Boone Guyton and his wife, Claudia Cady, have been living in their house in Alexander for 18 years. In 2010, they put a 4-kilowatt solar panel system on their roof and began generating a surplus of electricity each month. “We had the house part of our sustainable approach down pretty well,” said Guyton. “But our vehicles were still using nonrenewable energy.” For a while, Guyton and his wife drove a car that ran on biodiesel. “But we got to the point where we had this excess solar energy and then we found out that we could get a used lease on an electric car and the price was pretty reasonable.”
Taking advantage of North Carolina’s solar tax credits before they ended in 2015, Guyton added an extra 3-kilowatt solar panel system to his shed. He also added battery storage so that the electricity gathered from the sun during the day could charge his vehicle at night. “We figured that in order for the electric car to be a really sound environmental and carbon-saving approach, we should charge it with renewable energy.” Today, Guyton drives a Chevy Bolt that can run 238 miles on a single charge. “The electric car has no maintenance,” explains Guyton. “There’s no oil change, no tuneups.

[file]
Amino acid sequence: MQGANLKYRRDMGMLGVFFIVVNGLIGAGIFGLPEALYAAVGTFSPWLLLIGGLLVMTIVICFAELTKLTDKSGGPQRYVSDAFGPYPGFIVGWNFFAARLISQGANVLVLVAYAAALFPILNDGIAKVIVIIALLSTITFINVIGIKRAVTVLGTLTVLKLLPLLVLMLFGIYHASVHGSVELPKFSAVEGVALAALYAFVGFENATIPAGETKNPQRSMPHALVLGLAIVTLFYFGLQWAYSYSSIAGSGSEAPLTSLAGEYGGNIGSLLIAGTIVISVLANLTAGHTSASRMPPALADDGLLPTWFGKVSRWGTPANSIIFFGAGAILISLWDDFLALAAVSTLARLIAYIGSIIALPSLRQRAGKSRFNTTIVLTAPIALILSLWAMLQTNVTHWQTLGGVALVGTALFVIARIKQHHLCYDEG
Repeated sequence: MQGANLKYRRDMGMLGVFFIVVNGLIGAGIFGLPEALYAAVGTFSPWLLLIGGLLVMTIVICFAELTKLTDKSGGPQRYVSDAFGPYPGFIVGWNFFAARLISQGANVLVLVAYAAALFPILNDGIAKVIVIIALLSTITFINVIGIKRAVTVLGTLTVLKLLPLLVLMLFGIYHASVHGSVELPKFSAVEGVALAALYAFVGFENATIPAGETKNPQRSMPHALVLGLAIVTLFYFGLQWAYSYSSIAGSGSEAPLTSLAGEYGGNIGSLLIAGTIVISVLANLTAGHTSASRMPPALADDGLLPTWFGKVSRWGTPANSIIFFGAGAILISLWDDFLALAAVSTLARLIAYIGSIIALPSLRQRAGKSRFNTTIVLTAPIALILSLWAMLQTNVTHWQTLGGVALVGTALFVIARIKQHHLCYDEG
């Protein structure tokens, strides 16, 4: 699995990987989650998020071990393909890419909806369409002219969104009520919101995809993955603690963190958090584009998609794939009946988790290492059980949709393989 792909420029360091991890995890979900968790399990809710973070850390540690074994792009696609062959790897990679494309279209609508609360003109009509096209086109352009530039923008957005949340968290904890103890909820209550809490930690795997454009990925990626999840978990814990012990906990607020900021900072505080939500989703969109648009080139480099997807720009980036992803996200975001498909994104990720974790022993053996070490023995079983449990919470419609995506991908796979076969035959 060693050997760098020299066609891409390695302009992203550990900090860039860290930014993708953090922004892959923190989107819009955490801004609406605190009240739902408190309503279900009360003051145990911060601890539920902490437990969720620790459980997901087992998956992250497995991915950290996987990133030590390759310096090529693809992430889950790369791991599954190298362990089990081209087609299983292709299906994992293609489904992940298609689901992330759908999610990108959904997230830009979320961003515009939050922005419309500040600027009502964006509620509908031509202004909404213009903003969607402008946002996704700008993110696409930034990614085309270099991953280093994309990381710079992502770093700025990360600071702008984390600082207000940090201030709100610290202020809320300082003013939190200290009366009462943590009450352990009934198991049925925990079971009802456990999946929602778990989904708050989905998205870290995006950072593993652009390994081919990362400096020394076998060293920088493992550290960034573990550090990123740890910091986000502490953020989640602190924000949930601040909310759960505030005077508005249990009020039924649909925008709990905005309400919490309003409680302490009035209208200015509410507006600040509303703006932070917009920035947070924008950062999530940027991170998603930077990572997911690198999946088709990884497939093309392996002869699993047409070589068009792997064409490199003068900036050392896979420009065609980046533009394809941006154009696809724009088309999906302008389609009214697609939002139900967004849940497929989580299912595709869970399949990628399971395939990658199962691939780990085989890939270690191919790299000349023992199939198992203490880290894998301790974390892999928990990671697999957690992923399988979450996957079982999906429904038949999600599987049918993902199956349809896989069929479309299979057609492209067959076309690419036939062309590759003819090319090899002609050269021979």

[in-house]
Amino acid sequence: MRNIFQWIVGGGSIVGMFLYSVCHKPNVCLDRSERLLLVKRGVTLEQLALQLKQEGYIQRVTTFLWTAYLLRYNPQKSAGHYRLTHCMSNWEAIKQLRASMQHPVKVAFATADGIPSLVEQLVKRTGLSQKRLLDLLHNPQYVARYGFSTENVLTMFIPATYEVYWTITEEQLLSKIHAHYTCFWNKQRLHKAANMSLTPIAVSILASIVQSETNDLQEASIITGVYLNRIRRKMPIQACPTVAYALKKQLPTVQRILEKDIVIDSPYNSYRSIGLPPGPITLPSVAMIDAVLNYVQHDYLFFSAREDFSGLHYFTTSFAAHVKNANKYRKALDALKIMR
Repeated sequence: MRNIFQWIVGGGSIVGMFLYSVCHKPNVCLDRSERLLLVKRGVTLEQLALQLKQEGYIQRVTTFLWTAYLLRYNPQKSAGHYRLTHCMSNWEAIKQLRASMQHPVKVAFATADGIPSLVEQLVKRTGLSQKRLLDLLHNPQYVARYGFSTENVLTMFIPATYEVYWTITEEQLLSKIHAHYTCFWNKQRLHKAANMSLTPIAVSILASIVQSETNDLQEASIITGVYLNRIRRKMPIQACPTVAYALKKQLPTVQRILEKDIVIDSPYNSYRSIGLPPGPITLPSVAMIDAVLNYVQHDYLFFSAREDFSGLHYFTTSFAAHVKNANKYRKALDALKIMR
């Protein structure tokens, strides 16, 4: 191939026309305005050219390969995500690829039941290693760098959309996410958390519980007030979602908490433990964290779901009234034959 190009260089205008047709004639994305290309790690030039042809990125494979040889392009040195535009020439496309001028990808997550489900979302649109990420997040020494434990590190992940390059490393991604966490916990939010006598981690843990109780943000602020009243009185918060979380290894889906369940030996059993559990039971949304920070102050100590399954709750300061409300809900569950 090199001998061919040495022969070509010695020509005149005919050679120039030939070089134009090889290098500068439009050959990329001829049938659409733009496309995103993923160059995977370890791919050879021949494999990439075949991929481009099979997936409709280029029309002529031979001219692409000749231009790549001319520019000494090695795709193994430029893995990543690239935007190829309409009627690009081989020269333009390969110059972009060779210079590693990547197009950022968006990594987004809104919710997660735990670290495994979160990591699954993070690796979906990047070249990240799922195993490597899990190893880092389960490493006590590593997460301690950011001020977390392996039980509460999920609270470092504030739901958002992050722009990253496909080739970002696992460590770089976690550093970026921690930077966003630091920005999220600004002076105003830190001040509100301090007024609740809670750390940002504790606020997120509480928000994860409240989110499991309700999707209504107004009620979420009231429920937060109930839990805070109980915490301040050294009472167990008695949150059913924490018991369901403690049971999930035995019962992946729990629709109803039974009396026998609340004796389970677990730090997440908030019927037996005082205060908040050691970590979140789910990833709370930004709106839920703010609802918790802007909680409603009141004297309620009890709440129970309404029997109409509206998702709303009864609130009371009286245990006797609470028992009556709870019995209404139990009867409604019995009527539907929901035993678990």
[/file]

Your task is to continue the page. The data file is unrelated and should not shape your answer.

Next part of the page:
Charging his car around town hasn’t been a problem, as electric vehicle charging stations are slowly popping up. “One of the charging stations down by the city permit office even has solar panels,” he says. “It’s a solar-assisted charging station.”
For Guyton, driving a vehicle that doesn’t use fossil fuels is one way he can personally fight climate change. “We’ve got to step it up,” he says. “I know a lot of solutions to climate change aren’t personal. But some are.”
Editor’s note: As part of our monthlong celebration of sustainable ways of living and working in our local community, Xpress is highlighting some of those who are taking action on a variety of creative and inspiring initiatives.